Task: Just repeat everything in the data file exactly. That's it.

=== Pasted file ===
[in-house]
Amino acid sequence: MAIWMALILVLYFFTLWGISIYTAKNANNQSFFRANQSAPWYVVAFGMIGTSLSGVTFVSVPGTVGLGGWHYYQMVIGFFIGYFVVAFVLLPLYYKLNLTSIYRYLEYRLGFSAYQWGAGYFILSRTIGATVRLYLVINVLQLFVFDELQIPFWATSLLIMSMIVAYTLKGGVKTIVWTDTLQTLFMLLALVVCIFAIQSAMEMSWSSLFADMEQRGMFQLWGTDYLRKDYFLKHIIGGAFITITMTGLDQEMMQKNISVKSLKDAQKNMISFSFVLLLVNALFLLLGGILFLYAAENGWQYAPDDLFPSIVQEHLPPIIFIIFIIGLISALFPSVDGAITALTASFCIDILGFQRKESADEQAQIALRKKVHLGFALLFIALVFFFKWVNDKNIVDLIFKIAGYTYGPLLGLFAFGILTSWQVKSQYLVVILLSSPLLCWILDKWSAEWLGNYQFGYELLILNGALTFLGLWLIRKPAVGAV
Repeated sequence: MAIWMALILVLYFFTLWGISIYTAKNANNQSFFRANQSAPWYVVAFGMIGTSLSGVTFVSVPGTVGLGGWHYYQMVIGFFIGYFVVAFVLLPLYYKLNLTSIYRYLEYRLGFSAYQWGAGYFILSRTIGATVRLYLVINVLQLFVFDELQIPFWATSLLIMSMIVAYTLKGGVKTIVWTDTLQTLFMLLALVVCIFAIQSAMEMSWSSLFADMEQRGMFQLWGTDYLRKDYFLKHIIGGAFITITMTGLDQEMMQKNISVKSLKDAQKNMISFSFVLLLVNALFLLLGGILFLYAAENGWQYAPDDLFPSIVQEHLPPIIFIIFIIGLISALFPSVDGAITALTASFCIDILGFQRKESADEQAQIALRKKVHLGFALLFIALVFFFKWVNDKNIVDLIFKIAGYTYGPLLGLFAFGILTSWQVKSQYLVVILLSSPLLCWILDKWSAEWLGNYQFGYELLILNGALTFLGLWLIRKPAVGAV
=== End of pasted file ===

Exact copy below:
[in-house]
Amino acid sequence: MAIWMALILVLYFFTLWGISIYTAKNANNQSFFRANQSAPWYVVAFGMIGTSLSGVTFVSVPGTVGLGGWHYYQMVIGFFIGYFVVAFVLLPLYYKLNLTSIYRYLEYRLGFSAYQWGAGYFILSRTIGATVRLYLVINVLQLFVFDELQIPFWATSLLIMSMIVAYTLKGGVKTIVWTDTLQTLFMLLALVVCIFAIQSAMEMSWSSLFADMEQRGMFQLWGTDYLRKDYFLKHIIGGAFITITMTGLDQEMMQKNISVKSLKDAQKNMISFSFVLLLVNALFLLLGGILFLYAAENGWQYAPDDLFPSIVQEHLPPIIFIIFIIGLISALFPSVDGAITALTASFCIDILGFQRKESADEQAQIALRKKVHLGFALLFIALVFFFKWVNDKNIVDLIFKIAGYTYGPLLGLFAFGILTSWQVKSQYLVVILLSSPLLCWILDKWSAEWLGNYQFGYELLILNGALTFLGLWLIRKPAVGAV
Repeated sequence: MAIWMALILVLYFFTLWGISIYTAKNANNQSFFRANQSAPWYVVAFGMIGTSLSGVTFVSVPGTVGLGGWHYYQMVIGFFIGYFVVAFVLLPLYYKLNLTSIYRYLEYRLGFSAYQWGAGYFILSRTIGATVRLYLVINVLQLFVFDELQIPFWATSLLIMSMIVAYTLKGGVKTIVWTDTLQTLFMLLALVVCIFAIQSAMEMSWSSLFADMEQRGMFQLWGTDYLRKDYFLKHIIGGAFITITMTGLDQEMMQKNISVKSLKDAQKNMISFSFVLLLVNALFLLLGGILFLYAAENGWQYAPDDLFPSIVQEHLPPIIFIIFIIGLISALFPSVDGAITALTASFCIDILGFQRKESADEQAQIALRKKVHLGFALLFIALVFFFKWVNDKNIVDLIFKIAGYTYGPLLGLFAFGILTSWQVKSQYLVVILLSSPLLCWILDKWSAEWLGNYQFGYELLILNGALTFLGLWLIRKPAVGAV